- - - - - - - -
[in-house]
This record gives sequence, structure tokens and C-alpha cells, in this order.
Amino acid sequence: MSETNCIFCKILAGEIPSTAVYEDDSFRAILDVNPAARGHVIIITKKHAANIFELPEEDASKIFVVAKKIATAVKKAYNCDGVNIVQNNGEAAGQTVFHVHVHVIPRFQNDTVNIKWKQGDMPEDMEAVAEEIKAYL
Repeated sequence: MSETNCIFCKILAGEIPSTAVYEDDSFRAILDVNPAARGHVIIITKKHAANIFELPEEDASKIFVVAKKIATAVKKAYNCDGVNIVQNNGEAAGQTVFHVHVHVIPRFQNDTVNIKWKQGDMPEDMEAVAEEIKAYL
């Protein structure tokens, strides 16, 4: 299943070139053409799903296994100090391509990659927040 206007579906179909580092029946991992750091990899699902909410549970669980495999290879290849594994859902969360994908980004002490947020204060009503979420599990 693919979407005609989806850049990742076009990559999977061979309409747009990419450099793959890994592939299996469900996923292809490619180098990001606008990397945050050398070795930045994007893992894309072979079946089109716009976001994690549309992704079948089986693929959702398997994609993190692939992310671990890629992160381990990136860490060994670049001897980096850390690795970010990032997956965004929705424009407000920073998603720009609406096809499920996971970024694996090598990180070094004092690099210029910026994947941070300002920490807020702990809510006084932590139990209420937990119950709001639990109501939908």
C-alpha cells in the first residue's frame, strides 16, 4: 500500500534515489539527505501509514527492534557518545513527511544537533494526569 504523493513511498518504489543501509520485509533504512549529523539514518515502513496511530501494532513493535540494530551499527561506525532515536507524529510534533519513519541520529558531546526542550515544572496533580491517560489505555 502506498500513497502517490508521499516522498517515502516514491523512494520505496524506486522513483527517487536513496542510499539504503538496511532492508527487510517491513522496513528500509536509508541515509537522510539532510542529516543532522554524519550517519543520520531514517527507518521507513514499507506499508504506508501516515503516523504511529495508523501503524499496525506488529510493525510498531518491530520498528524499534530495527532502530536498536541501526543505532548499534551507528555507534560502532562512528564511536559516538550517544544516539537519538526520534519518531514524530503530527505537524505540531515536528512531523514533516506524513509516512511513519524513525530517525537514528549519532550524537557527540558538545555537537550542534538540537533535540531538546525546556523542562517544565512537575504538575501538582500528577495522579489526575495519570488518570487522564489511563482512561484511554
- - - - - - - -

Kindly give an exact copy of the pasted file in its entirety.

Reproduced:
[in-house]
This record gives sequence, structure tokens and C-alpha cells, in this order.
Amino acid sequence: MSETNCIFCKILAGEIPSTAVYEDDSFRAILDVNPAARGHVIIITKKHAANIFELPEEDASKIFVVAKKIATAVKKAYNCDGVNIVQNNGEAAGQTVFHVHVHVIPRFQNDTVNIKWKQGDMPEDMEAVAEEIKAYL
Repeated sequence: MSETNCIFCKILAGEIPSTAVYEDDSFRAILDVNPAARGHVIIITKKHAANIFELPEEDASKIFVVAKKIATAVKKAYNCDGVNIVQNNGEAAGQTVFHVHVHVIPRFQNDTVNIKWKQGDMPEDMEAVAEEIKAYL
């Protein structure tokens, strides 16, 4: 299943070139053409799903296994100090391509990659927040 206007579906179909580092029946991992750091990899699902909410549970669980495999290879290849594994859902969360994908980004002490947020204060009503979420599990 693919979407005609989806850049990742076009990559999977061979309409747009990419450099793959890994592939299996469900996923292809490619180098990001606008990397945050050398070795930045994007893992894309072979079946089109716009976001994690549309992704079948089986693929959702398997994609993190692939992310671990890629992160381990990136860490060994670049001897980096850390690795970010990032997956965004929705424009407000920073998603720009609406096809499920996971970024694996090598990180070094004092690099210029910026994947941070300002920490807020702990809510006084932590139990209420937990119950709001639990109501939908």
C-alpha cells in the first residue's frame, strides 16, 4: 500500500534515489539527505501509514527492534557518545513527511544537533494526569 504523493513511498518504489543501509520485509533504512549529523539514518515502513496511530501494532513493535540494530551499527561506525532515536507524529510534533519513519541520529558531546526542550515544572496533580491517560489505555 502506498500513497502517490508521499516522498517515502516514491523512494520505496524506486522513483527517487536513496542510499539504503538496511532492508527487510517491513522496513528500509536509508541515509537522510539532510542529516543532522554524519550517519543520520531514517527507518521507513514499507506499508504506508501516515503516523504511529495508523501503524499496525506488529510493525510498531518491530520498528524499534530495527532502530536498536541501526543505532548499534551507528555507534560502532562512528564511536559516538550517544544516539537519538526520534519518531514524530503530527505537524505540531515536528512531523514533516506524513509516512511513519524513525530517525537514528549519532550524537557527540558538545555537537550542534538540537533535540531538546525546556523542562517544565512537575504538575501538582500528577495522579489526575495519570488518570487522564489511563482512561484511554